Michael B. Mukasey was U.S. attorney general from 2007 to 2009.

The seeds of what blossomed grotesquely in the Rose Garden last weekend — a celebration of the release of five senior Taliban military leaders in exchange for a U.S. sergeant purported to be a deserter — were sown a long time ago: on the second and third days of President Obama’s first term, to be precise.

On his second day in office, the president signed an executive order directing that the Guantanamo Bay detention facility be closed. You can watch the cringe-inducing video of the signing ceremony on YouTube, as the president stumbles through a reading of the order to close the facility “consistent with the national security and foreign policy interests of the United States and the interests of justice,” signs with a flourish, and asks then-White House counsel Greg Craig, whether there is a separate executive order describing what is to be done with the Guantanamo detainees; Craig is heard to reply off camera that “a process” will be set up, whereupon the president repeats solemnly into the camera that “a process” will be set up.

The following day, the president met with congressional leaders to discuss his economic stimulus. When Republican House whip Eric Cantor offered some suggestions, the president reminded him and others of the vanquished who were present that “elections have consequences” and “I won.”

The president apparently hadn’t thought through how he would accomplish the goal and serve the interests he had announced. But he had indeed won.

In exchange for the release of U.S. Army Sgt. Bowe Bergdahl, the U.S. agreed to free five Taliban commanders from the military detention center at Guantanamo Bay, Cuba. They were among the Taliban’s most influential commanders. (Tom LeGro and Natalie Jennings/The Washington Post)

Fast forward, and characteristically the Obama administration has apologized only for the least of the president’s transgressions in this sorry affair: his failure to consult Congress 30 days in advance of freeing any Guantanamo detainees, as required by the National Defense Authorization Act. At the time the president signed that law he issued an accompanying signing statement taking the position, I believe probably correctly, that the law is unconstitutional as a restriction on his Article II executive powers. However, his own criticism of his predecessor for alleged misuse of executive authority apparently left him diffident about relying on that, so he relied instead on two excuses with neither legal nor factual basis: concern for the rapid deterioration of Sgt. Bowe Bergdahl’s health, which does not explain why no notice was given; and simple neglect due to the rush of events, which contradicts the first.

It is difficult to believe that the president actually understood last weekend the enormity of what he had done. All the details of how Bergdahl left his unit may have to be teased out in the setting of a court martial, but it has long been known that he was a malcontent who had sent his belongings home well before the day in June 2009 when he left his unit in Afghanistan, that he wrote that the army he served in was a “joke” and that he was ashamed to be an American. Was the president perhaps not aware that desertion is an act viewed with such seriousness under the Uniform Code of Military Justice that in wartime it can carry the death penalty?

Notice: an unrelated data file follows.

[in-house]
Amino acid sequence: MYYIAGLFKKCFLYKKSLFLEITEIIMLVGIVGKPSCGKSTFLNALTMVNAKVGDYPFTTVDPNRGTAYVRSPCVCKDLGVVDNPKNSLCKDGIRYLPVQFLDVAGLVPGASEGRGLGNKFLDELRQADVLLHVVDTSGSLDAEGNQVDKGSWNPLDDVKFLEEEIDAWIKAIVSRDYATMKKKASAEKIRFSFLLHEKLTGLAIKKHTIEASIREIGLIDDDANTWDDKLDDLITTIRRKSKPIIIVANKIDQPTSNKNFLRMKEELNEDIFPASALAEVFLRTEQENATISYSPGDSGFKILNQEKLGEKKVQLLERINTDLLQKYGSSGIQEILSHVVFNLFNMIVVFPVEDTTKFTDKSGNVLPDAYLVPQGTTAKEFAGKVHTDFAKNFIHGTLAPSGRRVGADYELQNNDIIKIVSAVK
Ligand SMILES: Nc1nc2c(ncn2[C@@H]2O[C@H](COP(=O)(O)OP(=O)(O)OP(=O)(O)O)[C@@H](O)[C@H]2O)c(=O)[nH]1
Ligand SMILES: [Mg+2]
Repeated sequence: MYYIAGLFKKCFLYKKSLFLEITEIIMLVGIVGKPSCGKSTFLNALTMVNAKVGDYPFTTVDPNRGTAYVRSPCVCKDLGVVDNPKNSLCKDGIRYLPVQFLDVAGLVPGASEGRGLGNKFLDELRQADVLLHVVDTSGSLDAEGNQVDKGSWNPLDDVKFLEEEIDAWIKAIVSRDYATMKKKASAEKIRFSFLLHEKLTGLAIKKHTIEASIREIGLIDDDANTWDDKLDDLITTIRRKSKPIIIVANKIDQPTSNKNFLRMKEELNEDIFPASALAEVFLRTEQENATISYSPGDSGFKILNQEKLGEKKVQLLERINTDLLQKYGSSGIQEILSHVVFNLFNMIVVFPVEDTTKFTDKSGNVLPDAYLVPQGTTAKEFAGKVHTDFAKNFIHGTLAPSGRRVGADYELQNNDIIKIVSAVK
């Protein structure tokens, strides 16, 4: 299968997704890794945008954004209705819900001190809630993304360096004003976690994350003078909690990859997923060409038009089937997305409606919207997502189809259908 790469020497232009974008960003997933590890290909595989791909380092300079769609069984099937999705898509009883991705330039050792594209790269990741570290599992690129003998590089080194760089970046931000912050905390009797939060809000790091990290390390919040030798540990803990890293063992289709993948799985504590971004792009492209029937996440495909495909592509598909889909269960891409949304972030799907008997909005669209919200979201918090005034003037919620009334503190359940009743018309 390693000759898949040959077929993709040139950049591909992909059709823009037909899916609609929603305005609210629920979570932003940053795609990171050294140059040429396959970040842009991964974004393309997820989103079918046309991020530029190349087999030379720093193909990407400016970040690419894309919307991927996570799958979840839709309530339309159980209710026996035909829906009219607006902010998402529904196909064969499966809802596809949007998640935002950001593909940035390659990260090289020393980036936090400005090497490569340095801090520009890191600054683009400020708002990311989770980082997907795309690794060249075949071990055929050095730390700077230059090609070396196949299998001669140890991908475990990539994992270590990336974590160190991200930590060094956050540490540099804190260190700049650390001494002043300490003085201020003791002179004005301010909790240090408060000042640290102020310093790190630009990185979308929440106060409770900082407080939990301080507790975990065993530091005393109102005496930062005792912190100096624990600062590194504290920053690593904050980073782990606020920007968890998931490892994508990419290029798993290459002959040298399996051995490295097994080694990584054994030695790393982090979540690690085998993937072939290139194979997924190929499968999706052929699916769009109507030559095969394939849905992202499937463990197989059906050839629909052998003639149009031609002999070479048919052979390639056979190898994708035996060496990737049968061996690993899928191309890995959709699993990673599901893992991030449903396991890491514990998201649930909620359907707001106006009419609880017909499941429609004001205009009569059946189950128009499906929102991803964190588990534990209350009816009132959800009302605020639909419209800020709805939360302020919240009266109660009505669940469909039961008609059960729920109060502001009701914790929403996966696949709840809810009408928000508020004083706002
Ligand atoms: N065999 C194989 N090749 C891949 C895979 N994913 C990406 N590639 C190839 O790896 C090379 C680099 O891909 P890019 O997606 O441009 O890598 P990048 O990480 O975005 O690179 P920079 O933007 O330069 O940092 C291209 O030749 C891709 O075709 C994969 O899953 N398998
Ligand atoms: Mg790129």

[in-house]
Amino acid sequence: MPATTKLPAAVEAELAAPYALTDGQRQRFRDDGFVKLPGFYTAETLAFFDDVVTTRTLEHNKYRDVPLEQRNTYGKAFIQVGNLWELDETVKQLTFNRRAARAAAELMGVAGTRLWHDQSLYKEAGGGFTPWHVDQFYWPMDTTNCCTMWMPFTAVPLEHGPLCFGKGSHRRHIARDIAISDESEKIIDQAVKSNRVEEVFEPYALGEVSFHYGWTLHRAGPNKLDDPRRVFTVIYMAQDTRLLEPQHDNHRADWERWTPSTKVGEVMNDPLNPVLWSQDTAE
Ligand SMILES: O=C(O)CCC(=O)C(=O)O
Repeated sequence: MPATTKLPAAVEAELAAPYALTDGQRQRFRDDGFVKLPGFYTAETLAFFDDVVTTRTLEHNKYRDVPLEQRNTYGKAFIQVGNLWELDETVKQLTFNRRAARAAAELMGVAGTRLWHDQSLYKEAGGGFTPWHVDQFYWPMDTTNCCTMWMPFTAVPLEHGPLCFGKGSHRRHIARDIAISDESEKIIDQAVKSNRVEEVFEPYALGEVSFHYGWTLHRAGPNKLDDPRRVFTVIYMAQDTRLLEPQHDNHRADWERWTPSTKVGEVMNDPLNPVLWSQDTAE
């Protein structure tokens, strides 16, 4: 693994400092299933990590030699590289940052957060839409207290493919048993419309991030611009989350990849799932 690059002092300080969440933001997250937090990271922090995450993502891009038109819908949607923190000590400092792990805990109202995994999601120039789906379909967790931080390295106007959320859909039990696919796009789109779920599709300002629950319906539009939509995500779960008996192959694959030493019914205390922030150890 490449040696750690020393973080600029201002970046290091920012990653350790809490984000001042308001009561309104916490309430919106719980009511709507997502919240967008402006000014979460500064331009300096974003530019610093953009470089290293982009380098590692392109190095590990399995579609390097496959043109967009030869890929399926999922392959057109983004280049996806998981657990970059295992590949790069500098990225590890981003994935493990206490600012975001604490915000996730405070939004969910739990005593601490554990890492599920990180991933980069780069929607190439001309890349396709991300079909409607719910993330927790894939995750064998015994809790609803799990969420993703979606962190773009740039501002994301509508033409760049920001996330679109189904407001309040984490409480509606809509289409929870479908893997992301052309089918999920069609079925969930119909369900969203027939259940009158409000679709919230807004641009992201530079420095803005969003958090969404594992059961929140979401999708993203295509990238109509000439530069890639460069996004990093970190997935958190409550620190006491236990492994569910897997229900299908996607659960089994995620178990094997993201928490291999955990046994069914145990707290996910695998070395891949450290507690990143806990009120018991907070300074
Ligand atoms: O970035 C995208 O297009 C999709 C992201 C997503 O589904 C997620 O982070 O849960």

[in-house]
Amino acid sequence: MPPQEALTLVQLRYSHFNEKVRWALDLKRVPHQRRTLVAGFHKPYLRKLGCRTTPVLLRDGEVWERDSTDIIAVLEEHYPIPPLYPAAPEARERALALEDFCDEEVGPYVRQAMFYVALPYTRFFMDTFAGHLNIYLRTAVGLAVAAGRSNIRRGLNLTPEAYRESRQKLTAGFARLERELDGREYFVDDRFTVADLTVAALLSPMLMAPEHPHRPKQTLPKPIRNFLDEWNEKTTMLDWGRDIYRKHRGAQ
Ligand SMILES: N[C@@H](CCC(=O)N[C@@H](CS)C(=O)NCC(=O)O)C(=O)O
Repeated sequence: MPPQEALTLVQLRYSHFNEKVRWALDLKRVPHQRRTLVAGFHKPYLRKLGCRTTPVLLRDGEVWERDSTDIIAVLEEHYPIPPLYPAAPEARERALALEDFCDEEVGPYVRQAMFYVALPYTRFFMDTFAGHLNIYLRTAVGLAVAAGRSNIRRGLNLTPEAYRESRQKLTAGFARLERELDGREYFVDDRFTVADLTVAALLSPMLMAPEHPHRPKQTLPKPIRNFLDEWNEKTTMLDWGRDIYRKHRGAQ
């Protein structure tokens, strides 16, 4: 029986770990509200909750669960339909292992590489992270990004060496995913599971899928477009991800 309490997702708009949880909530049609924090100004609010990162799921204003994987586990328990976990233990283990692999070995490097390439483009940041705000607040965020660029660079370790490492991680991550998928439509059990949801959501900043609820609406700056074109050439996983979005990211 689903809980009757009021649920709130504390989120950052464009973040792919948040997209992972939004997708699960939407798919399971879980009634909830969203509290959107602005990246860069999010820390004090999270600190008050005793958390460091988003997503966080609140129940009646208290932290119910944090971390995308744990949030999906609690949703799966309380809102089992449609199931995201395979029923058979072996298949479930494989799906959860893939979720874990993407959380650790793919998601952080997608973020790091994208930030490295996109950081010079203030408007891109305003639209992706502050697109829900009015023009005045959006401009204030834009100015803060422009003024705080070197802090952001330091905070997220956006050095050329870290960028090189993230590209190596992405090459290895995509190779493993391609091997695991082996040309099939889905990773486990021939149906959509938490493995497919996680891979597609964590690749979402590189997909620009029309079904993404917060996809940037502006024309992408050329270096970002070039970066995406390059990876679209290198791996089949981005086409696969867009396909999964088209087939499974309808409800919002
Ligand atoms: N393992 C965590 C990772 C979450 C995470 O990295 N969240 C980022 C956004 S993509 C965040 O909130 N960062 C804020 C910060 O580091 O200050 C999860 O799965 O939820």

Every one of the five detainees released from Guantanamo, as reported by Tom Joscelyn in The Weekly Standard, is not only a senior Taliban official, but also someone who has trained with and coordinated fighting with al-Qaeda before 9/11. Which is to say, at precisely the time when his administration is trying to withdraw troops from Afghanistan in a way that at least will not threaten the safety of those who remain behind until the end of 2016, if not beyond, the president has provided skilled strategic planners to the Taliban; at the time when it is the administration’s announced intention to separate the Taliban from al-Qaeda, the president has provided the Taliban with military leaders who have a history of close ties with al-Qaeda.

Was he aware of that when he presided over a Rose Garden celebration?

In one respect, however, the freeing of these five with the retrieval of Bergdahl as a cover makes the goal the president announced on his second day in office easier to achieve, although it is hard to think that he would have been so cynical as to have consummated this ghastly transaction with such a thing in mind. Because these five are by far the worst Taliban detainees housed at Guantanamo, the freeing of the remainder could be seen as a trifle in comparison.

What can be done about all of this? I think not much.

One of the “consequences” that elections have is that there are now available only three ways to deal with executive misuse of its actual authority. One is the power of the purse. However, there is no expenditure that Congress could deny or undo that would undo the damage that has been wrought.

PostTV and Dan Lamothe of The Washington Post’s new Checkpoint blog point out key moments in the video released by the Taliban showing Sgt. Bowe Bergdahl's recovery. (Dan Lamothe and Sarah Parnass/The Washington Post)

The second – closely related to the power of the purse – is the oversight authority to look into how government resources are being used and whether legislation is necessary. Congressional hearings ordinarily might be expected to have at least the benign effect of embarrassment, but that presupposes the capacity for embarrassment.

The third is impeachment, which cannot be seriously undertaken absent a national consensus for it, and none seems now to exist.

It looks like all that is left is providence. It’s long been said, although by whom is uncertain, that God protects drunkards, little children and the United States of America. Let’s pray that whoever said it was right.